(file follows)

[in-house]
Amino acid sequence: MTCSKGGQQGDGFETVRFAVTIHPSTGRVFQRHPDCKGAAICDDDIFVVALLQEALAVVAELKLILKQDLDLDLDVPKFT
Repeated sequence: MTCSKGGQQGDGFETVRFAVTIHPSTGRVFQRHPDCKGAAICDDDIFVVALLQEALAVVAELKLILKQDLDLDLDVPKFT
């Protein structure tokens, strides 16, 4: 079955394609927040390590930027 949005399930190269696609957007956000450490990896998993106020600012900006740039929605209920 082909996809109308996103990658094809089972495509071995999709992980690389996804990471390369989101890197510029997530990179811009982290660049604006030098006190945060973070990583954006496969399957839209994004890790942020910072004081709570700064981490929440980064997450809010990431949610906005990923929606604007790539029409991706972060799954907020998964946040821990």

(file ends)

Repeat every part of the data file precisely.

[in-house]
Amino acid sequence: MTCSKGGQQGDGFETVRFAVTIHPSTGRVFQRHPDCKGAAICDDDIFVVALLQEALAVVAELKLILKQDLDLDLDVPKFT
Repeated sequence: MTCSKGGQQGDGFETVRFAVTIHPSTGRVFQRHPDCKGAAICDDDIFVVALLQEALAVVAELKLILKQDLDLDLDVPKFT
């Protein structure tokens, strides 16, 4: 079955394609927040390590930027 949005399930190269696609957007956000450490990896998993106020600012900006740039929605209920 082909996809109308996103990658094809089972495509071995999709992980690389996804990471390369989101890197510029997530990179811009982290660049604006030098006190945060973070990583954006496969399957839209994004890790942020910072004081709570700064981490929440980064997450809010990431949610906005990923929606604007790539029409991706972060799954907020998964946040821990």